Strengthening Demand for Innovation in Education

Bellwether Education Partners recently published the 3rd paper in a series focused on analyzing the emerging ecosystem of innovation in K-12 public education-  Pull and Push: Strengthening Demand for Innovation in Education.

This paper builds on concepts from Larry Berger’s piece (that I analyzed in a previous post), which seeks to identify the barriers that prevent innovative ideas and systems from being fully adopted into the K-12 landscape. This is a good read for anyone currently looking to transform the education space using technology tools, to help gain perspective of your target users, teachers and students, and understand how to encourage adoption in the current system. The paper revisits barriers that inhibit the number and power of early adopters and that limit the spread of innovations, and identifies ways to strengthen the demand for improved innovation and productivity in public education.

The core of the paper is the analysis of these 4 key ways to engage educators and increase demand for your innovation.

1. Encourage early adopters: Identify, support and strengthen the work of education’s existing early adopters.

2. Bolster smart adoption: Replace policy and operational barriers that inhibit smart adoption with infrastructure that encourages it.

3. Provide better information to encourage smart demand: Create useful information tools to inform and strengthen both early and mainstream demand.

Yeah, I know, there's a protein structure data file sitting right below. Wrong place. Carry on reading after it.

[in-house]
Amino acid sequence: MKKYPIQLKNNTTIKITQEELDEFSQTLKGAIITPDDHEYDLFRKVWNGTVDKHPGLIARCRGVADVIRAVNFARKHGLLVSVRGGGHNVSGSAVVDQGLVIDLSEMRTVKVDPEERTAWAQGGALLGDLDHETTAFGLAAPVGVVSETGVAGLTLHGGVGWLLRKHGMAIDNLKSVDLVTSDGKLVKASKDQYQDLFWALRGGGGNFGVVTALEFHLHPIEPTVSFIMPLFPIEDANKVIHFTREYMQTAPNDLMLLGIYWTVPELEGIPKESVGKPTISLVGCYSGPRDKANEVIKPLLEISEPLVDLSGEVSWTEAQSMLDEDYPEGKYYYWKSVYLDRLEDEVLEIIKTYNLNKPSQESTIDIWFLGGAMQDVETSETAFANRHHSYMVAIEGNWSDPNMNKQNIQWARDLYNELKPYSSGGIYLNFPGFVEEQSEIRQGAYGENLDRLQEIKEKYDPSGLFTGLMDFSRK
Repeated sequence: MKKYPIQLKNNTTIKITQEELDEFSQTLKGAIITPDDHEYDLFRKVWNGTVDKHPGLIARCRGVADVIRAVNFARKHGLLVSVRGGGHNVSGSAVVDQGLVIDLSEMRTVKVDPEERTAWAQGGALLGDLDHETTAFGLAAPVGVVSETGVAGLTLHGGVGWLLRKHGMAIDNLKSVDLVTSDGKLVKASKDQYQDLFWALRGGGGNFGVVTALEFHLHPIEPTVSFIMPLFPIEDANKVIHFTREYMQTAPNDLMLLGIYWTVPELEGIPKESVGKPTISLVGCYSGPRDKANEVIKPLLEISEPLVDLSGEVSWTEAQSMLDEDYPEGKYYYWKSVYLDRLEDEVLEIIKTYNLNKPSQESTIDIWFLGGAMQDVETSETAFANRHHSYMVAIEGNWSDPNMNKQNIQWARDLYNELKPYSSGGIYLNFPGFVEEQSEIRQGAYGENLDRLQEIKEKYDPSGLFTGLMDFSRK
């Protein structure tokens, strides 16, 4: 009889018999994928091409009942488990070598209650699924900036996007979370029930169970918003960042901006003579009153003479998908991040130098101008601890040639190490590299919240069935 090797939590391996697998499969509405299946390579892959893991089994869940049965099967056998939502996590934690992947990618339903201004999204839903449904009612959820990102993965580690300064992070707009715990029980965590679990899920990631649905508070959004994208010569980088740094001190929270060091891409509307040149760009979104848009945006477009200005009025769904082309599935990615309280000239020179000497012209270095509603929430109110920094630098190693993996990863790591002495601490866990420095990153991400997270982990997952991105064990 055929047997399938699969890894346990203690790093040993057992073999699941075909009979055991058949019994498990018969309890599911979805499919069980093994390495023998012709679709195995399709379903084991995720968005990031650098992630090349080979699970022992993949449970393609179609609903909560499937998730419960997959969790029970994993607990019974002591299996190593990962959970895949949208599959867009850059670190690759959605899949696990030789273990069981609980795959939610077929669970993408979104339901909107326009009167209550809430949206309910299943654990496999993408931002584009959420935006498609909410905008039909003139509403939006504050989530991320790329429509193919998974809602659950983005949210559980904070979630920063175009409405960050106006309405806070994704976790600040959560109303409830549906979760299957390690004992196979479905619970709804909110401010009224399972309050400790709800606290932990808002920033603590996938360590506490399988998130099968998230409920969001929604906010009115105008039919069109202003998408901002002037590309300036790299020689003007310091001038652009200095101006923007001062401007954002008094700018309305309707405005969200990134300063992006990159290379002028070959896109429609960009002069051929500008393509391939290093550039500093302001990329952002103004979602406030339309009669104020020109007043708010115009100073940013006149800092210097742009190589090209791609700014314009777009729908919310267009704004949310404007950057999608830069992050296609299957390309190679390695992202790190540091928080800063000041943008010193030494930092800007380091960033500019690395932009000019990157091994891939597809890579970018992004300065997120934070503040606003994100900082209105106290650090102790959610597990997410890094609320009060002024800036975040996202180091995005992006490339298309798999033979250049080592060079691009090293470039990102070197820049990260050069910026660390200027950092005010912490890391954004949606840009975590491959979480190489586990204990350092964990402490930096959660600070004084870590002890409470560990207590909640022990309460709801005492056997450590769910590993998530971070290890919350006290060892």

4. Reward productivity improvements: Redefine the culture of public education so that people and organizations are able to identify, obtain and be rewarded for improved outcomes and productivity.

If you found this piece interesting or useful, I recommend checking out the previous two publications as well.

This paper is the third in a series of publications from the Innovation for the Public Good: A Case Study of US Education project, supported by the Rockefeller Foundation. This project analyzes key aspects of an emerging ecosystem for innovation in public education in the US, highlighting recent efforts to fuel and steer more innovation, and framing the challenges that lie ahead for the public, private, and philanthropic sectors. The first two papers Steering Capital: Optimizing Financial Support for Innovation in Public Education and Supporting and Scaling Change: Lessons from the First Round of the Investing in Innovation (i3) Program, were released earlier this year.

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